The White House is playing it cool lest U.S. support for Mousavi discredit his supporters but U.S. analysts have little doubt. The fix is indeed in:

U.S. analysts find it “not credible” that challenger Mir Hossein Mousavi would have lost the balloting in his hometown or that a third candidate, Mehdi Karoubi, would have received less than 1 percent of the total vote, a senior U.S. officials told FOX News.

Supreme Leader Ayatollah Khameini apparently has released a statement calling the results “final” and hailing the election as a legitimization of the regime and its elections…

The dominant view among Obama administration officials is that the regime will look so bad as a result of whipping up Iranian hopes for democracy and then squelching them that the regime may feel compelled to show some conciliatory response to Obama’s gestures of engagement.

Maybe. Or maybe popular unrest will force them to clamp down harder, become more recalcitrant about negotiations, and double down on nationalist propaganda about nukes to get the public back on their side. More from Time on what a shabby fraud this was:

By Saturday morning, the most often repeated exclamation in Tehran was: “It’s not possible!”…

A group of young men said they had talked to their families in the provinces, including Kurdish Kermanshah, Azeri Oroumiyeh and Ardeblil. Mohsen, 23, said, “Everyone in Tabriz [Mousavi’s hometown] voted for Mousavi. The official count says a majority for Ahmadinejad. That’s not possible.” Mehdi, 27, chimed in, “Even if just Karroubi’s family in Lorestan had voted for him, he would have won more than 300,000 votes.”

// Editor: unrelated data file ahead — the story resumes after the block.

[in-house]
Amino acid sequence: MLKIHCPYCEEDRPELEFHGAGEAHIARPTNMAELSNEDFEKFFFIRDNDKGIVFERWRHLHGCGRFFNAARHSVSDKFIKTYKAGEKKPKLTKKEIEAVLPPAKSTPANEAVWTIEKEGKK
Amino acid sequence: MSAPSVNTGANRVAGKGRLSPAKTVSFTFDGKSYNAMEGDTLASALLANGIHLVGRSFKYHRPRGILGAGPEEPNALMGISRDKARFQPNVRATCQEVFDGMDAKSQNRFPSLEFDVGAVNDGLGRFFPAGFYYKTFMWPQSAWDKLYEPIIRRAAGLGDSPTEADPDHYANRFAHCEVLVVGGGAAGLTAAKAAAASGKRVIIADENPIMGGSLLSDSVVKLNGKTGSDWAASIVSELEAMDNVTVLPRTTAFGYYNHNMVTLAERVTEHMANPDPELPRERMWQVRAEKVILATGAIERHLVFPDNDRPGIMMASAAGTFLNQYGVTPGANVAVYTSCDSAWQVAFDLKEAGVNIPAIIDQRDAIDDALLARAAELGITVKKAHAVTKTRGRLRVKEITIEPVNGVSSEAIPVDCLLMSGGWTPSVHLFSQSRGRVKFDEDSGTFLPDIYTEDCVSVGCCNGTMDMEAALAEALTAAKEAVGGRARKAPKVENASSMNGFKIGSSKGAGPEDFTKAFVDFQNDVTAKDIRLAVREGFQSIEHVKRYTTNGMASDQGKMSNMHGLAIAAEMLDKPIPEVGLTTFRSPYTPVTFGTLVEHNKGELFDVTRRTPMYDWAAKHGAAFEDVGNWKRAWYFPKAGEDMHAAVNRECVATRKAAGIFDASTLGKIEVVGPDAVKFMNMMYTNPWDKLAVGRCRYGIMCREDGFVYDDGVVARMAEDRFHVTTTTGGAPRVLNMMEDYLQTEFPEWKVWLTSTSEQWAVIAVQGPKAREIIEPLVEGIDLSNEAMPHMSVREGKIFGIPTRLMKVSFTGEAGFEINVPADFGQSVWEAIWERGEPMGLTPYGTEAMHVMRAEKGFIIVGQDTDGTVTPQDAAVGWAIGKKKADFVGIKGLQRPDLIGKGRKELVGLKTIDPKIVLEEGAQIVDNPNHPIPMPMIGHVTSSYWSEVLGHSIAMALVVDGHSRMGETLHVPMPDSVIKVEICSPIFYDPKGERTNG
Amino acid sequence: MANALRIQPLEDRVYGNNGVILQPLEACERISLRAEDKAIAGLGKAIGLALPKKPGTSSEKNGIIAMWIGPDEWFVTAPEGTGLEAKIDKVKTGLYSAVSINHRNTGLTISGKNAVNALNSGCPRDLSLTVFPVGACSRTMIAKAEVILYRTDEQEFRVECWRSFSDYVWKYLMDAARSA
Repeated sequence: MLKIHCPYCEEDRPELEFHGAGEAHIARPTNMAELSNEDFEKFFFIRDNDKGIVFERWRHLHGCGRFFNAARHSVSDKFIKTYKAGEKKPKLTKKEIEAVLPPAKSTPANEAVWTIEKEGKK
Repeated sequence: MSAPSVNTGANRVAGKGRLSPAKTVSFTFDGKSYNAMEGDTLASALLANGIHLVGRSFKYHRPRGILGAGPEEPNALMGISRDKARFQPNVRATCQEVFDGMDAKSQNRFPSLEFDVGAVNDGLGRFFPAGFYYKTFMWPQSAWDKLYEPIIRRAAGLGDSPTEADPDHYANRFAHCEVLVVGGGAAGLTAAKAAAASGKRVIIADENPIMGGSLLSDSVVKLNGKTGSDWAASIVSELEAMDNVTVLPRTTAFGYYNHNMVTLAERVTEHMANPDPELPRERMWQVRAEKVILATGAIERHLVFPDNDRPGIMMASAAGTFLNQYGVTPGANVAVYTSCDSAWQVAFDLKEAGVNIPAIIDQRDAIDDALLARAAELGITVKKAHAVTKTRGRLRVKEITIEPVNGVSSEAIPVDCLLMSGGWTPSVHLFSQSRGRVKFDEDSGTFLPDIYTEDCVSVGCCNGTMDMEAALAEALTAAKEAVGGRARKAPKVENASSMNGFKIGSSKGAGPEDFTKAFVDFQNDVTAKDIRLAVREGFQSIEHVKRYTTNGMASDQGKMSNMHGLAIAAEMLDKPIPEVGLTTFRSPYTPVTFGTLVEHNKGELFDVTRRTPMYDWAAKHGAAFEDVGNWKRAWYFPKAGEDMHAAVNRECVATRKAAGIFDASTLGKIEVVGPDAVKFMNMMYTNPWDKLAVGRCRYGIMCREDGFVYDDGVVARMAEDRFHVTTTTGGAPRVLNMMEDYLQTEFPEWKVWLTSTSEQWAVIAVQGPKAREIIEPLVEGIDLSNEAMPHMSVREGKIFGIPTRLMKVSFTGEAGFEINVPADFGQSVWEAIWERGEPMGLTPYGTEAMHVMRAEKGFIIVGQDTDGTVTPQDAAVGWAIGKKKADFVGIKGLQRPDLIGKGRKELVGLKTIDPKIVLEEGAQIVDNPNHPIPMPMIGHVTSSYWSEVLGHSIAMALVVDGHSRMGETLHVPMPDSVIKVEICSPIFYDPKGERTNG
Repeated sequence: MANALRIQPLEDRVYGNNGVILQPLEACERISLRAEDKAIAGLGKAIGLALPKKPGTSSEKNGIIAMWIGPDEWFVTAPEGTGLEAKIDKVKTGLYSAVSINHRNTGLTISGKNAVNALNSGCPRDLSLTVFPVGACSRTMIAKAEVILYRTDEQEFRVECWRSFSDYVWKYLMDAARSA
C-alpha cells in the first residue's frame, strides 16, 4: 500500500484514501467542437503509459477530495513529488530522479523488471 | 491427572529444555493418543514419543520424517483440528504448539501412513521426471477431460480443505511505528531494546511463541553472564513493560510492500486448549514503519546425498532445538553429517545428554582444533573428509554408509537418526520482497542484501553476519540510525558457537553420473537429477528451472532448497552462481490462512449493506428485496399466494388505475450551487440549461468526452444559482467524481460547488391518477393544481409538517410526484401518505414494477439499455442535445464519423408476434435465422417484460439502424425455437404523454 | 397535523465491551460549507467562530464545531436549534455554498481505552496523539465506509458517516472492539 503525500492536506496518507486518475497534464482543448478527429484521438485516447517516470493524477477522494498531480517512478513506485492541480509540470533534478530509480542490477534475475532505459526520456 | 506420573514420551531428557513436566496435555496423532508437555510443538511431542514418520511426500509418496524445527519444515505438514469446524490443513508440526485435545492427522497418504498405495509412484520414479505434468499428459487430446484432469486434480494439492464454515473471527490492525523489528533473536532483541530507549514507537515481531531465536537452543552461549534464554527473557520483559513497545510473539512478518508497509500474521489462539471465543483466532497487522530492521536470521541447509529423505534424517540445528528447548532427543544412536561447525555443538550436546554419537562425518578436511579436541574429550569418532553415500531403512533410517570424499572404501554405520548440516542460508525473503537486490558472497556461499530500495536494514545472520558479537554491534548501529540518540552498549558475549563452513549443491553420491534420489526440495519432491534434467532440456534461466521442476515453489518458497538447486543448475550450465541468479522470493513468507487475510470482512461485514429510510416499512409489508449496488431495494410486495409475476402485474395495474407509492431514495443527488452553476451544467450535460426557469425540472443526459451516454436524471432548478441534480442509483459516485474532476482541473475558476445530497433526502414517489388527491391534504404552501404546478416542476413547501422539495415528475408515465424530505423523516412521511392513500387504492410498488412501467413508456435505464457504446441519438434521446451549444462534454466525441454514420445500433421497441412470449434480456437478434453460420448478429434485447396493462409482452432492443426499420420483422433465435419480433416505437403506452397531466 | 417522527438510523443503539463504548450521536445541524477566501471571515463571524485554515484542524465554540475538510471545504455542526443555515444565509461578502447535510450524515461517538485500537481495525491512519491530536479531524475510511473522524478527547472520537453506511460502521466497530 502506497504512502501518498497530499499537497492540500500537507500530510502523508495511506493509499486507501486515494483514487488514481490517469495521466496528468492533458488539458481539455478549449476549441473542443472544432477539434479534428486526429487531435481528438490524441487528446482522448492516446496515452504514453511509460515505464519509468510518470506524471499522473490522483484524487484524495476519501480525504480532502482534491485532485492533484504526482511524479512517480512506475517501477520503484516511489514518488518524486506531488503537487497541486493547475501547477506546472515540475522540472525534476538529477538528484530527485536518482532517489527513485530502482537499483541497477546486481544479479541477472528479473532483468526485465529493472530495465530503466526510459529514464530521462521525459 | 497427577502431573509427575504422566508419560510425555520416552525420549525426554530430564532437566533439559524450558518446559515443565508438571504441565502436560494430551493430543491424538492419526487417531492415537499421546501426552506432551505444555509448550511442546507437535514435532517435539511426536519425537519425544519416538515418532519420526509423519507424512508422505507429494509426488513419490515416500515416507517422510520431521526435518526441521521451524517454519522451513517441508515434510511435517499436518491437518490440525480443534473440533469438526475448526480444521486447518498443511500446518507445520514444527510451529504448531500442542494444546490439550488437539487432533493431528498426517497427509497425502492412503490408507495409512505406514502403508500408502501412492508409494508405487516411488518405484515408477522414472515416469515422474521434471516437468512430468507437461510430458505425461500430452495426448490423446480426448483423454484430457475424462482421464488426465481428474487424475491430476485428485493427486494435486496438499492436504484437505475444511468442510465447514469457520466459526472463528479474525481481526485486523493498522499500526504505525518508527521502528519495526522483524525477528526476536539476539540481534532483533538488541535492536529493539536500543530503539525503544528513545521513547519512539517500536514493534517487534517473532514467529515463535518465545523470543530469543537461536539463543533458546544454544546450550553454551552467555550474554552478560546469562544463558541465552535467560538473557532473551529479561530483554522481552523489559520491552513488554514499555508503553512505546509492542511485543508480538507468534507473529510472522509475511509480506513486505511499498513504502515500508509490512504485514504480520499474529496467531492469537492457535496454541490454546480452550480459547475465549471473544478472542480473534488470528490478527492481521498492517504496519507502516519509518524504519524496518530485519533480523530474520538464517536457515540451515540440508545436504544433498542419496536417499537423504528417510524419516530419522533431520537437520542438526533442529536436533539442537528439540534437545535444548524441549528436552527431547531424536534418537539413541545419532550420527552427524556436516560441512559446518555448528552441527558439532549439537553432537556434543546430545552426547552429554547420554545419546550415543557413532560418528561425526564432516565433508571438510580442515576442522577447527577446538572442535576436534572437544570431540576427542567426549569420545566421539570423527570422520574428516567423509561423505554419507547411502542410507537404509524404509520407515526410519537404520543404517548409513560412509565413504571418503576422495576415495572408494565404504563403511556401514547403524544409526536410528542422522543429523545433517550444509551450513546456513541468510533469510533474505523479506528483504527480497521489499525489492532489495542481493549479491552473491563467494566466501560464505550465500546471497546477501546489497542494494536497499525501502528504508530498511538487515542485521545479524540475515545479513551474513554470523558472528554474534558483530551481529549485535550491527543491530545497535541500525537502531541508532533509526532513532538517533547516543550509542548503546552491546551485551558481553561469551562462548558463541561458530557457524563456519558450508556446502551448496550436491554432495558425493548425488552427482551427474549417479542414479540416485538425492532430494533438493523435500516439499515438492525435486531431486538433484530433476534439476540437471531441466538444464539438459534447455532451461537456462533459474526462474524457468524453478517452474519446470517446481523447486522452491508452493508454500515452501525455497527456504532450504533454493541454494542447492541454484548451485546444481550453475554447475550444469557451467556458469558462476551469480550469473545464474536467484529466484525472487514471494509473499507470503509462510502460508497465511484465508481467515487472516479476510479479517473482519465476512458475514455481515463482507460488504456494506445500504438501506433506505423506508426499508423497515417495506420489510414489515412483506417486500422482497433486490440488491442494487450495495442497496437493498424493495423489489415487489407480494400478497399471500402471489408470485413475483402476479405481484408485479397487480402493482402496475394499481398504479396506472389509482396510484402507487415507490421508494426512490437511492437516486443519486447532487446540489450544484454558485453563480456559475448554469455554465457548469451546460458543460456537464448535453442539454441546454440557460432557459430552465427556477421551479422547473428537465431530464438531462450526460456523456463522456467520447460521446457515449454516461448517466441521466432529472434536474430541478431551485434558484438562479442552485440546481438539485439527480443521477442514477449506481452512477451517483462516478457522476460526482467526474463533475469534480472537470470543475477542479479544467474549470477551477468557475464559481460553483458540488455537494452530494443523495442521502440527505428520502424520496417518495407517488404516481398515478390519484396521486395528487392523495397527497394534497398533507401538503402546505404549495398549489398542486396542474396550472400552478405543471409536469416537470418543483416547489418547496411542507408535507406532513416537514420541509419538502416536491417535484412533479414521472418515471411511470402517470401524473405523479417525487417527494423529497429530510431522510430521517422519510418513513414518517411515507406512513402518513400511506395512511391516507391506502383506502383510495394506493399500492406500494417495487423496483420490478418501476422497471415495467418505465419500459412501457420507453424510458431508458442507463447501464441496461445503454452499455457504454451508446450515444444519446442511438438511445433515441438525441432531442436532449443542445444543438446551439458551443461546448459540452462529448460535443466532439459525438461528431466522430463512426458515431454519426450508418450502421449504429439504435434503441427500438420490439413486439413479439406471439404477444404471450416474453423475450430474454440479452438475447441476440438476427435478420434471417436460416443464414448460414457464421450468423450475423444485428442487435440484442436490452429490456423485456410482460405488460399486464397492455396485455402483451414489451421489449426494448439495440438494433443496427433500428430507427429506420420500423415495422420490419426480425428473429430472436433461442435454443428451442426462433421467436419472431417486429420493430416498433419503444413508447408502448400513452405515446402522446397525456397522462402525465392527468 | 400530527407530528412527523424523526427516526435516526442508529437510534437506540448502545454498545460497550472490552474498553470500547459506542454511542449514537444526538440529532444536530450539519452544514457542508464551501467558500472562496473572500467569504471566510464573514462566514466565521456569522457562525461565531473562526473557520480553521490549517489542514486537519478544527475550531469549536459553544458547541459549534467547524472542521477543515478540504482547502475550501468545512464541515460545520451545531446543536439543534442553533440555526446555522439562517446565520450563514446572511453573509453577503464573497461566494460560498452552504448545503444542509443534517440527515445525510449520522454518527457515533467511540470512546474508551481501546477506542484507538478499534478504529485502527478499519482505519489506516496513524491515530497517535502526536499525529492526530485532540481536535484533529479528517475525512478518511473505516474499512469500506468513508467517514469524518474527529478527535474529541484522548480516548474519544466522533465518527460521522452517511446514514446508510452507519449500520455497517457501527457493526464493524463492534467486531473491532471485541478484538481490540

More serious allegations came from officials involved in the various reformist candidates’ campaigns. Mohammad-Ali Abtahi, part of opposition figure Mehdi Karroubi’s campaign, pointed out that the government “announced a wholesale figure of 70% for Ahmadinejad last night, as opposed to breaking it down province by province as they usually do.” The first figures were announced shortly after voting closed, he added. A breakdown of how people in each city and province voted has not been released yet.

At the Mousavi headquarters, former Interior Minister Ali Akbar Mohtashamipour protested that Mousavi observers had not gained access to many of the polling centers. He also said that in Tabriz, Mousavi’s birthplace, many of the polling stations had run out of ballots only two hours after opening, even though about 59 million ballots had been printed by the government, about 13 million more than the number of eligible voters.

The regime shut down text messaging across the country yesterday too to hamper organization of the protests they knew would follow the results. Even so, the Beeb says street violence today is the worst Tehran has seen in 10 years, replete with Iranian cops beating women with nightsticks. The clip below will give you a taste but see Michael Totten for more vids, including one of a monster rally where protesters chanted “Death to the government.” There’s also a hot rumor going around that Rafsanjani, the former president of Iran, current head of the powerful Assembly of Experts, and rival-in-chief to Ahmadinejad, has resigned from the Expediency Council in protest of the results, a move which should go a long way towards delegitimizing them. After 30 years, only a diehard optimist would bet on this clusterfark exploding into full-fledged counterrevolution, but the more discredited the regime is and the more alienated Iranians feel from it, the more leverage the west has to get tough with them over the nuclear impasse. Assuming, of course, that the political will to do so exists. Which it doesn’t.